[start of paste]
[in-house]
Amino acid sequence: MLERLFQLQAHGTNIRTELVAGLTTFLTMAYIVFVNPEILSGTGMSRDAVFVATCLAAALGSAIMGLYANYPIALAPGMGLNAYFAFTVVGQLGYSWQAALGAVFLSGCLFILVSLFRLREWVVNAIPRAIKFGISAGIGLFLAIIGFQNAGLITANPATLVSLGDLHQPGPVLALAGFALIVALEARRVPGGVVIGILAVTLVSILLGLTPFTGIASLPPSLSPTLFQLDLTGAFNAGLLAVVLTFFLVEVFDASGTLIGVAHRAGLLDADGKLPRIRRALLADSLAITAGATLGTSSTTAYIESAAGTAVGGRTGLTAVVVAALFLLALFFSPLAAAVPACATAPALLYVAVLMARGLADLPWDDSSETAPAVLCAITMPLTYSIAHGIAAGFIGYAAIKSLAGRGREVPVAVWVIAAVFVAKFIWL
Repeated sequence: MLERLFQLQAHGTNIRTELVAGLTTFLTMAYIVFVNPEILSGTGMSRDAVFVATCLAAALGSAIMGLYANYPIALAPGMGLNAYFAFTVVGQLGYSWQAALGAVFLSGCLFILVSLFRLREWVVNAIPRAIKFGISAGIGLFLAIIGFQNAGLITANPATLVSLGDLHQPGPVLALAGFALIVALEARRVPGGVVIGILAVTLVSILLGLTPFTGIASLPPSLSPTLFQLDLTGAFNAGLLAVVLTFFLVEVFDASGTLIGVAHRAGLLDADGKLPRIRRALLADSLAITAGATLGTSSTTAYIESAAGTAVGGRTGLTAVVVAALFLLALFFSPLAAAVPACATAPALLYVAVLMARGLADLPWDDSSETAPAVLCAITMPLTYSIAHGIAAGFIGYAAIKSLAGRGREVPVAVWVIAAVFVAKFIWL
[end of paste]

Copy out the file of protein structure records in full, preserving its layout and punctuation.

[in-house]
Amino acid sequence: MLERLFQLQAHGTNIRTELVAGLTTFLTMAYIVFVNPEILSGTGMSRDAVFVATCLAAALGSAIMGLYANYPIALAPGMGLNAYFAFTVVGQLGYSWQAALGAVFLSGCLFILVSLFRLREWVVNAIPRAIKFGISAGIGLFLAIIGFQNAGLITANPATLVSLGDLHQPGPVLALAGFALIVALEARRVPGGVVIGILAVTLVSILLGLTPFTGIASLPPSLSPTLFQLDLTGAFNAGLLAVVLTFFLVEVFDASGTLIGVAHRAGLLDADGKLPRIRRALLADSLAITAGATLGTSSTTAYIESAAGTAVGGRTGLTAVVVAALFLLALFFSPLAAAVPACATAPALLYVAVLMARGLADLPWDDSSETAPAVLCAITMPLTYSIAHGIAAGFIGYAAIKSLAGRGREVPVAVWVIAAVFVAKFIWL
Repeated sequence: MLERLFQLQAHGTNIRTELVAGLTTFLTMAYIVFVNPEILSGTGMSRDAVFVATCLAAALGSAIMGLYANYPIALAPGMGLNAYFAFTVVGQLGYSWQAALGAVFLSGCLFILVSLFRLREWVVNAIPRAIKFGISAGIGLFLAIIGFQNAGLITANPATLVSLGDLHQPGPVLALAGFALIVALEARRVPGGVVIGILAVTLVSILLGLTPFTGIASLPPSLSPTLFQLDLTGAFNAGLLAVVLTFFLVEVFDASGTLIGVAHRAGLLDADGKLPRIRRALLADSLAITAGATLGTSSTTAYIESAAGTAVGGRTGLTAVVVAALFLLALFFSPLAAAVPACATAPALLYVAVLMARGLADLPWDDSSETAPAVLCAITMPLTYSIAHGIAAGFIGYAAIKSLAGRGREVPVAVWVIAAVFVAKFIWL